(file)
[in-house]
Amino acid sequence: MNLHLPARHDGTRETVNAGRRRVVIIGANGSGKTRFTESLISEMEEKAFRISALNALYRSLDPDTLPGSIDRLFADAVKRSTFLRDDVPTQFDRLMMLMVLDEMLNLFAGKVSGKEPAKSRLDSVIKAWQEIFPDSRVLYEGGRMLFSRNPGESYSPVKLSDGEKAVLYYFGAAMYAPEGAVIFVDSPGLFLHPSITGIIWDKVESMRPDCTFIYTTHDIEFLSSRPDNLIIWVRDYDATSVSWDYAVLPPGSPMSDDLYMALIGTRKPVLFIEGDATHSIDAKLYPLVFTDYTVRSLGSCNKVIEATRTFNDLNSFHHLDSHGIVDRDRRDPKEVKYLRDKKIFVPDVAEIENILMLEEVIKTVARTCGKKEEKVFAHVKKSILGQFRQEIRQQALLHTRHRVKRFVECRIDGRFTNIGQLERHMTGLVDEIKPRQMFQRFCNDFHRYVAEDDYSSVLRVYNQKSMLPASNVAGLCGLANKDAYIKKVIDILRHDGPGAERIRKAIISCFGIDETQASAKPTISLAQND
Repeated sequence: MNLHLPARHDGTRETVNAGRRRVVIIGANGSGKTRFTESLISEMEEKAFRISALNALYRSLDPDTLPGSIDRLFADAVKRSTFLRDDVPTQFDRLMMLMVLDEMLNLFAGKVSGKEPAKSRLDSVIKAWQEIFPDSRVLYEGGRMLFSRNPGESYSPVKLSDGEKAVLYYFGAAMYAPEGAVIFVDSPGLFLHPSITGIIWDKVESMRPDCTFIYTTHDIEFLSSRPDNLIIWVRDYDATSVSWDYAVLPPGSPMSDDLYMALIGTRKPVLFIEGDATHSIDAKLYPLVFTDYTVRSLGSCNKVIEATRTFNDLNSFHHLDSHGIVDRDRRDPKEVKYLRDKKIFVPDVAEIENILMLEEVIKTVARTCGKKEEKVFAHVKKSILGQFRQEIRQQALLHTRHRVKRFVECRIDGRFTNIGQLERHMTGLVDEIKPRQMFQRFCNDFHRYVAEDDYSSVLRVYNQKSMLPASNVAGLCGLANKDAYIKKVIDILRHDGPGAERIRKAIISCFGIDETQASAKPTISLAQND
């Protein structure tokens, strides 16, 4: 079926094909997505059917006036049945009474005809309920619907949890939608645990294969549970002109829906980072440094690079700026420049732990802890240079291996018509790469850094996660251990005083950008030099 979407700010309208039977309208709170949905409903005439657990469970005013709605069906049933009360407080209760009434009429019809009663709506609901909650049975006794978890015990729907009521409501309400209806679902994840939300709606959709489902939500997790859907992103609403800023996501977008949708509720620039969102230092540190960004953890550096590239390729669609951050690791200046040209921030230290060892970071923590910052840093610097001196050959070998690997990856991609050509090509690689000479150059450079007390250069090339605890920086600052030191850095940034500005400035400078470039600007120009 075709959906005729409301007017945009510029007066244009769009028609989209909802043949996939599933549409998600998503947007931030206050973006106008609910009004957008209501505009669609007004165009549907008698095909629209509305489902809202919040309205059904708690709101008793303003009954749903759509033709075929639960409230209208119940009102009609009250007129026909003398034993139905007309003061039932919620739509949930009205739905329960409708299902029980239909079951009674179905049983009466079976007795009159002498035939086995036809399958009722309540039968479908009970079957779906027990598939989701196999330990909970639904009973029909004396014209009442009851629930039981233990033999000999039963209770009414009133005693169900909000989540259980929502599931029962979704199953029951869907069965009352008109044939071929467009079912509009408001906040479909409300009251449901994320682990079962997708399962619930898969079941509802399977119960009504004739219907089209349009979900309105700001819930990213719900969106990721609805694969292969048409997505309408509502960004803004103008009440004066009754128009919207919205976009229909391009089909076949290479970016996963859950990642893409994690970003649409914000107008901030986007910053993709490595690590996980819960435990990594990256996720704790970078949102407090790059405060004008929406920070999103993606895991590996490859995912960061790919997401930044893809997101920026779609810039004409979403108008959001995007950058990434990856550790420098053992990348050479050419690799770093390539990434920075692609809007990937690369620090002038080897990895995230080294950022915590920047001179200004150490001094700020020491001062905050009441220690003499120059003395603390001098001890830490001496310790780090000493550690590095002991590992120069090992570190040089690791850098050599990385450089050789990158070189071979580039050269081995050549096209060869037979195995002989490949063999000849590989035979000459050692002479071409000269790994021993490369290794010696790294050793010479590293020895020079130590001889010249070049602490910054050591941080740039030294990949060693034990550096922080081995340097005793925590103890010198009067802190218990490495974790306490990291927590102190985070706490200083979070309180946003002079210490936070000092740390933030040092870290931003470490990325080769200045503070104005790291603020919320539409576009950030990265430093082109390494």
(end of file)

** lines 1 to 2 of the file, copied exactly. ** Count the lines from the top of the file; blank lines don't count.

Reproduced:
[in-house]
Amino acid sequence: MNLHLPARHDGTRETVNAGRRRVVIIGANGSGKTRFTESLISEMEEKAFRISALNALYRSLDPDTLPGSIDRLFADAVKRSTFLRDDVPTQFDRLMMLMVLDEMLNLFAGKVSGKEPAKSRLDSVIKAWQEIFPDSRVLYEGGRMLFSRNPGESYSPVKLSDGEKAVLYYFGAAMYAPEGAVIFVDSPGLFLHPSITGIIWDKVESMRPDCTFIYTTHDIEFLSSRPDNLIIWVRDYDATSVSWDYAVLPPGSPMSDDLYMALIGTRKPVLFIEGDATHSIDAKLYPLVFTDYTVRSLGSCNKVIEATRTFNDLNSFHHLDSHGIVDRDRRDPKEVKYLRDKKIFVPDVAEIENILMLEEVIKTVARTCGKKEEKVFAHVKKSILGQFRQEIRQQALLHTRHRVKRFVECRIDGRFTNIGQLERHMTGLVDEIKPRQMFQRFCNDFHRYVAEDDYSSVLRVYNQKSMLPASNVAGLCGLANKDAYIKKVIDILRHDGPGAERIRKAIISCFGIDETQASAKPTISLAQND